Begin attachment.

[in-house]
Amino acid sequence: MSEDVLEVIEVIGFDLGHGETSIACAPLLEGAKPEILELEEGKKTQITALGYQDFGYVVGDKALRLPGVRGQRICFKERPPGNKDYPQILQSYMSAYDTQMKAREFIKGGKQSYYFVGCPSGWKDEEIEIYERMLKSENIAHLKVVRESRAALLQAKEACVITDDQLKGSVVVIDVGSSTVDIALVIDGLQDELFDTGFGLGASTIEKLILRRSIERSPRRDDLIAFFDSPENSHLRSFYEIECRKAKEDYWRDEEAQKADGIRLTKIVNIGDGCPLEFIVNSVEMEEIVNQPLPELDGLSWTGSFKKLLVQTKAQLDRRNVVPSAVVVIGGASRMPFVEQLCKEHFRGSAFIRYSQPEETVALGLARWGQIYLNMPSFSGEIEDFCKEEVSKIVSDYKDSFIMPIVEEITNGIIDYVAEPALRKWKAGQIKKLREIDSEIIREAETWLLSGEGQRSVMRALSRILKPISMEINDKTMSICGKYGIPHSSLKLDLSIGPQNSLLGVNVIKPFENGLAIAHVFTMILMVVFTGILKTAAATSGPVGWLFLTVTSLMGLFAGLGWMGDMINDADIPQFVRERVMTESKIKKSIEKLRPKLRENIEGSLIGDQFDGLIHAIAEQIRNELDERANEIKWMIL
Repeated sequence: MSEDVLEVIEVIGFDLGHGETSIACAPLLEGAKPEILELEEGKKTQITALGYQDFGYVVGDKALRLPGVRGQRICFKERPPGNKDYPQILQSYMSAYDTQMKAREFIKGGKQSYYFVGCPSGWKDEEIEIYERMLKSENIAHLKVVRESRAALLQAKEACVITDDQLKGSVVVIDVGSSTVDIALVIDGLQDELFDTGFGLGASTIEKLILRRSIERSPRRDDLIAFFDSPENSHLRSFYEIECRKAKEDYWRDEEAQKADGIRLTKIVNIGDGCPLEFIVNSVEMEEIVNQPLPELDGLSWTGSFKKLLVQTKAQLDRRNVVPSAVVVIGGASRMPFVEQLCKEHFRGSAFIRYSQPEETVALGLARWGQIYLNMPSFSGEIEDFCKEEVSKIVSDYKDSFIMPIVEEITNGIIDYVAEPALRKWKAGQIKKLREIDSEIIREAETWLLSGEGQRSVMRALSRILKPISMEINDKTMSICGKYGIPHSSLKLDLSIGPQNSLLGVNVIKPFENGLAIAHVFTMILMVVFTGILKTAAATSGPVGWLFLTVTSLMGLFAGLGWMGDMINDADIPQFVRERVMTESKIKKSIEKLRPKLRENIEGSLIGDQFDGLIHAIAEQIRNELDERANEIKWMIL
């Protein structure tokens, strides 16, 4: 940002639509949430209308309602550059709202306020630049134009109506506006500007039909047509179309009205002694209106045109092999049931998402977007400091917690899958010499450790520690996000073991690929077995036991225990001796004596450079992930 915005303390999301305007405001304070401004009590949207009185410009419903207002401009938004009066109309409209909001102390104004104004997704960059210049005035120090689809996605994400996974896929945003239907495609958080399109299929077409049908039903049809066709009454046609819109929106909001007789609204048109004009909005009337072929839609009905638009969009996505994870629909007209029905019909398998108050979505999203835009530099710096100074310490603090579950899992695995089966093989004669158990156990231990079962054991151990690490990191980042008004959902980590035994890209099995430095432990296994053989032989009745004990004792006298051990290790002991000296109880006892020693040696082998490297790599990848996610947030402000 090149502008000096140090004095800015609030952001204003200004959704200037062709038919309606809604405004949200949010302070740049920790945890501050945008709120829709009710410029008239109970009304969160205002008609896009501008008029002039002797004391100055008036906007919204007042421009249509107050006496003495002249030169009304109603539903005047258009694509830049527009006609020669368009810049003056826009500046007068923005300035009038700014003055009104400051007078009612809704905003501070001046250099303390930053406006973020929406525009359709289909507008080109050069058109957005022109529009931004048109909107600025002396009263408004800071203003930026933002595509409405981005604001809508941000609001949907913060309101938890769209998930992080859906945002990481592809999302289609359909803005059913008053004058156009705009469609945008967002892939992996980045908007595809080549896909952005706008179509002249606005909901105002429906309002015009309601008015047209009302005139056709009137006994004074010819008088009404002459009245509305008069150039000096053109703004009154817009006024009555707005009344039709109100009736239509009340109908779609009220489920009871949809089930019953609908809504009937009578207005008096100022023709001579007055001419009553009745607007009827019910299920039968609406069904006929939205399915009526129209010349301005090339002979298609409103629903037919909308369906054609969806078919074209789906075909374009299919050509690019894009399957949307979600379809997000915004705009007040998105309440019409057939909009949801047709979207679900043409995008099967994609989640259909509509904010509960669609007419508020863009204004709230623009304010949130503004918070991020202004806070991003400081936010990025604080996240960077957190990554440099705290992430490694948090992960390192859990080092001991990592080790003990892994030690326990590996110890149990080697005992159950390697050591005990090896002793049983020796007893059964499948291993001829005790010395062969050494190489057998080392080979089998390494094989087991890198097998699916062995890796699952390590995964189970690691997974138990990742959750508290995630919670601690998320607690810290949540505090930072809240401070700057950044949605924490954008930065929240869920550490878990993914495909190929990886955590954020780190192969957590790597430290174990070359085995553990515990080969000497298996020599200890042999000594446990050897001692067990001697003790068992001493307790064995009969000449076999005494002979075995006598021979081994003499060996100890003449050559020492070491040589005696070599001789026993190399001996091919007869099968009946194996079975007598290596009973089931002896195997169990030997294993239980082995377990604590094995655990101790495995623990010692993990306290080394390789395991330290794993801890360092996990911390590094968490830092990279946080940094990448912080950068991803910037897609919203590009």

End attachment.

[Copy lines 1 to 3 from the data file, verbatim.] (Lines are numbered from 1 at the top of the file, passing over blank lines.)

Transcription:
[in-house]
Amino acid sequence: MSEDVLEVIEVIGFDLGHGETSIACAPLLEGAKPEILELEEGKKTQITALGYQDFGYVVGDKALRLPGVRGQRICFKERPPGNKDYPQILQSYMSAYDTQMKAREFIKGGKQSYYFVGCPSGWKDEEIEIYERMLKSENIAHLKVVRESRAALLQAKEACVITDDQLKGSVVVIDVGSSTVDIALVIDGLQDELFDTGFGLGASTIEKLILRRSIERSPRRDDLIAFFDSPENSHLRSFYEIECRKAKEDYWRDEEAQKADGIRLTKIVNIGDGCPLEFIVNSVEMEEIVNQPLPELDGLSWTGSFKKLLVQTKAQLDRRNVVPSAVVVIGGASRMPFVEQLCKEHFRGSAFIRYSQPEETVALGLARWGQIYLNMPSFSGEIEDFCKEEVSKIVSDYKDSFIMPIVEEITNGIIDYVAEPALRKWKAGQIKKLREIDSEIIREAETWLLSGEGQRSVMRALSRILKPISMEINDKTMSICGKYGIPHSSLKLDLSIGPQNSLLGVNVIKPFENGLAIAHVFTMILMVVFTGILKTAAATSGPVGWLFLTVTSLMGLFAGLGWMGDMINDADIPQFVRERVMTESKIKKSIEKLRPKLRENIEGSLIGDQFDGLIHAIAEQIRNELDERANEIKWMIL
Repeated sequence: MSEDVLEVIEVIGFDLGHGETSIACAPLLEGAKPEILELEEGKKTQITALGYQDFGYVVGDKALRLPGVRGQRICFKERPPGNKDYPQILQSYMSAYDTQMKAREFIKGGKQSYYFVGCPSGWKDEEIEIYERMLKSENIAHLKVVRESRAALLQAKEACVITDDQLKGSVVVIDVGSSTVDIALVIDGLQDELFDTGFGLGASTIEKLILRRSIERSPRRDDLIAFFDSPENSHLRSFYEIECRKAKEDYWRDEEAQKADGIRLTKIVNIGDGCPLEFIVNSVEMEEIVNQPLPELDGLSWTGSFKKLLVQTKAQLDRRNVVPSAVVVIGGASRMPFVEQLCKEHFRGSAFIRYSQPEETVALGLARWGQIYLNMPSFSGEIEDFCKEEVSKIVSDYKDSFIMPIVEEITNGIIDYVAEPALRKWKAGQIKKLREIDSEIIREAETWLLSGEGQRSVMRALSRILKPISMEINDKTMSICGKYGIPHSSLKLDLSIGPQNSLLGVNVIKPFENGLAIAHVFTMILMVVFTGILKTAAATSGPVGWLFLTVTSLMGLFAGLGWMGDMINDADIPQFVRERVMTESKIKKSIEKLRPKLRENIEGSLIGDQFDGLIHAIAEQIRNELDERANEIKWMIL